When mimicry is studied in biology, oftentimes the context is prey mimicking a dangerous species to dupe their predators. For example Batesian mimicry, which is displayed in the classic example of the milk snake mimicking the stripes on the deadly coral snake.
By mimicking this deadly organism the milk snake is then falsely identified and will be left alone. But, predators can also play this game. The Malaysian orchid mantis, found in the rain forests of Southeast Asia, mimics orchids to attract prey in the form of pollinators.
These mantises are the only known species that takes advantage of aggressively mimicking a plant. Mimicry of flowers often occurs in angiosperms, as seen in orchids themselves, so they can get pollinated without producing nectar. But, the Malaysian orchid mantis is the only known example of an insect mimicking a plant in an aggressive way. Aggressive mimicry is when a predator will share features with a harmless model. This then allows the predator to be falsely identified as being innocent to the unsuspecting prey. There are other insects that will imitate a plant in order to be camouflaged, like stick insects. However, these mantises use mimicry in a unique way. It was always assumed that this behavior was meant to attract prey to the mantises, as there was never enough experimental data collected to prove it. This is because the Malaysian orchid mantis is rarely seen in the wild, so obtaining enough data to conclude anything is next to impossible, until now. This experiment used captive orchid mantises to observe this unique behavior. The data was collected in forested areas where they occur in the wild, making it the first experiment of it's kind. The experiment's data supports the assumed hypothesis of aggressive mimicry and showed that the mantises do not in fact exhibit mimicry in the way that stick insects do, to hide from predators. This can be concluded because the mantis was presented in isolation from the orchid in the experiment and pollinators were attracted to it. Actually, it was found that the mantis attracted pollinators at a higher rate than the orchids did.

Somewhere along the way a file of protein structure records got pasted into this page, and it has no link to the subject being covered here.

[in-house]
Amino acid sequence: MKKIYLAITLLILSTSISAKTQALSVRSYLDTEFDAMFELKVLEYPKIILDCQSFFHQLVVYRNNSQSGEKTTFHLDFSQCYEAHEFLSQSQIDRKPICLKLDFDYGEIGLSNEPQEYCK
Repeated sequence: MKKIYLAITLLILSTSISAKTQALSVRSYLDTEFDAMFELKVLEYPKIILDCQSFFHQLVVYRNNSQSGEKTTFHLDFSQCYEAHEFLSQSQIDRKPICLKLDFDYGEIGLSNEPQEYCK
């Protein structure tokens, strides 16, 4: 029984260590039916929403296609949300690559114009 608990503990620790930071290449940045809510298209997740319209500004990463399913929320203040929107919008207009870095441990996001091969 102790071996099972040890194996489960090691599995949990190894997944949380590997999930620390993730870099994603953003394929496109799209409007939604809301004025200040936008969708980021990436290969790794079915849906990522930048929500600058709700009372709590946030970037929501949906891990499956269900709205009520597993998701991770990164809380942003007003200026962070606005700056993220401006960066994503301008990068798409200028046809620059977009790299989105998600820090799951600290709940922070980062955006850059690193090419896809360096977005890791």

This distinctive species certainly uses this evolutionary weapon in a one of a kind way. The Malaysian orchid mantis is a great example of the lengths a species will go to in order to survive in a competitive environment.
Carolyn McDonagh (Group B)